President Donald Trump recently tweeted that his administration is looking at “cutting all” subsidies for General Motors (GM) after it announced plant closures across the country, but Sen. Rob Portman (R-OH) is advising the president against doing so.
“Very disappointed with General Motors and their CEO, Mary Barra, for closing plants in Ohio, Michigan, and Maryland,” the president tweeted Tuesday. “The U.S. saved General motors, and this is the thanks we get! We are now looking at cutting all GM subsidies, including for electric cars.”
Very disappointed with General Motors and their CEO, Mary Barra, for closing plants in Ohio, Michigan and Maryland. Nothing being closed in Mexico & China. The U.S. saved General Motors, and this is the THANKS we get! We are now looking at cutting all @GM subsidies, including….
— Donald J. Trump (@realDonaldTrump) November 27, 2018
Portman, however, disagrees with cutting subsidies, which generally come in the form of tax credits for consumers who purchase electric vehicles, such as GM’s Chevy Cruze. The vehicle is currently manufactured in a plant based in Lordstown, but will be discontinued in the beginning of 2019.
“My concern about that is I don’t want to give Chinese companies an advantage,” Portman said in a conference call with reporters, according to The Business Journal. “I want to encourage innovation here.”
In a statement published later in the day, Portman shot back at critics who were suggesting that the closures were a result of the Tax Cuts and Jobs Act.
“To be clear, this decision has absolutely nothing to do with the new tax law. In fact, the opposite is true. Through a lower corporate rate and immediate expensing, the tax bill incentivizes companies to invest in the U.S. and would help GM bring a new vehicle to the Lordstown plant,” Portman wrote on Twitter.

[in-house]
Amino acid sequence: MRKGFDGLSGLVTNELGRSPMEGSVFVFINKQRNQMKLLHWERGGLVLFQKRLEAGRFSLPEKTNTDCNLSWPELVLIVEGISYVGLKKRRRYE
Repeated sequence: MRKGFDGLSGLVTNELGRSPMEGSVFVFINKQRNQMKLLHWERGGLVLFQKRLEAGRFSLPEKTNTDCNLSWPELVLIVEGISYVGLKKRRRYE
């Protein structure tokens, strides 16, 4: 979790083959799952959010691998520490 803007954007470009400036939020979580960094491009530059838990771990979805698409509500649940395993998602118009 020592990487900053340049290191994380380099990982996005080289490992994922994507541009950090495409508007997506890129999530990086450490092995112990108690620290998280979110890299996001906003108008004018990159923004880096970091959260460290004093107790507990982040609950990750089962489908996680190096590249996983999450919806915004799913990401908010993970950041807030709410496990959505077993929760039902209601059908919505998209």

I’m disappointed in @GM’s decision to shut down the Lordstown plant because the Chevy Cruze was not selling well. To be clear, this decision has absolutely nothing to do with the new tax law.
— Rob Portman (@senrobportman) November 28, 2018
“We’ve seen countless multinational companies responding to this new level playing field by bringing jobs and investment back into the U.S. in response to the new tax law,” he added.
Portman’s colleague, Sen. Sherrod Brown (D-OH), proposed an alternative solution, suggesting Congress reconsider legislation he introduced in August that would grant consumers a $3,500 discount on American-made cars, according to The Associated Press.
“There are two simple parts: customers who buy cars made in America get a discount and corporations that send jobs overseas lose a special tax break,” Brown said in an August press release announcing his bill. “We shouldn’t be handing out 50 percent off coupons to companies that send jobs overseas.”
Brown also challenged Trump, who partially blamed Brown for the plant closure, to support his American Cars, American Jobs Act.
.@realDonaldTrump, I’ll compare my record standing up for Ohio & American workers to yours any day. Instead of giving companies tax breaks to shut down American factories & lay off workers, why haven’t you supported the American Cars American Jobs Act? -SB https://t.co/2vMXfr9wjq https://t.co/qo8WpsReqo
— Sherrod Brown (@SenSherrodBrown) November 28, 2018
“I’ll compare my record standing up for Ohio and American workers to yours any day,” Brown said in response. “Instead of giving companies tax breaks to shut down American factories and lay off workers, why haven’t you supported the American Cars American Jobs Act?”
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